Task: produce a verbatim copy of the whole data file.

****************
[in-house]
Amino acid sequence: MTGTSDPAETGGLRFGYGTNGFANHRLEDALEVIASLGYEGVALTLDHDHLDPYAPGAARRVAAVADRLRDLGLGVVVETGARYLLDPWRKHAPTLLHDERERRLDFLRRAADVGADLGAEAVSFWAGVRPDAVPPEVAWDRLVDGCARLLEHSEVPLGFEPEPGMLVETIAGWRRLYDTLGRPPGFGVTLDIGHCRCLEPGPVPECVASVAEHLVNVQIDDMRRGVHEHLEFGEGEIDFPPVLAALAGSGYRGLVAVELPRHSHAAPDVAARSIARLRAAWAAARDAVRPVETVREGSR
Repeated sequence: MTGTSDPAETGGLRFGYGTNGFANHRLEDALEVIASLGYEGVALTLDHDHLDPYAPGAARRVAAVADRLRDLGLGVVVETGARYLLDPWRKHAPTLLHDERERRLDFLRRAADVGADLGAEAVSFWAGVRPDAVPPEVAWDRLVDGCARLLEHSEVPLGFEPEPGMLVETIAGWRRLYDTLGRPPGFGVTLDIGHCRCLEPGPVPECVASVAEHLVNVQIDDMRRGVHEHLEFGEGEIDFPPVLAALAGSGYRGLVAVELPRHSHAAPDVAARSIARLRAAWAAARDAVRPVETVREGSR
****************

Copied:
[in-house]
Amino acid sequence: MTGTSDPAETGGLRFGYGTNGFANHRLEDALEVIASLGYEGVALTLDHDHLDPYAPGAARRVAAVADRLRDLGLGVVVETGARYLLDPWRKHAPTLLHDERERRLDFLRRAADVGADLGAEAVSFWAGVRPDAVPPEVAWDRLVDGCARLLEHSEVPLGFEPEPGMLVETIAGWRRLYDTLGRPPGFGVTLDIGHCRCLEPGPVPECVASVAEHLVNVQIDDMRRGVHEHLEFGEGEIDFPPVLAALAGSGYRGLVAVELPRHSHAAPDVAARSIARLRAAWAAARDAVRPVETVREGSR
Repeated sequence: MTGTSDPAETGGLRFGYGTNGFANHRLEDALEVIASLGYEGVALTLDHDHLDPYAPGAARRVAAVADRLRDLGLGVVVETGARYLLDPWRKHAPTLLHDERERRLDFLRRAADVGADLGAEAVSFWAGVRPDAVPPEVAWDRLVDGCARLLEHSEVPLGFEPEPGMLVETIAGWRRLYDTLGRPPGFGVTLDIGHCRCLEPGPVPECVASVAEHLVNVQIDDMRRGVHEHLEFGEGEIDFPPVLAALAGSGYRGLVAVELPRHSHAAPDVAARSIARLRAAWAAARDAVRPVETVREGSR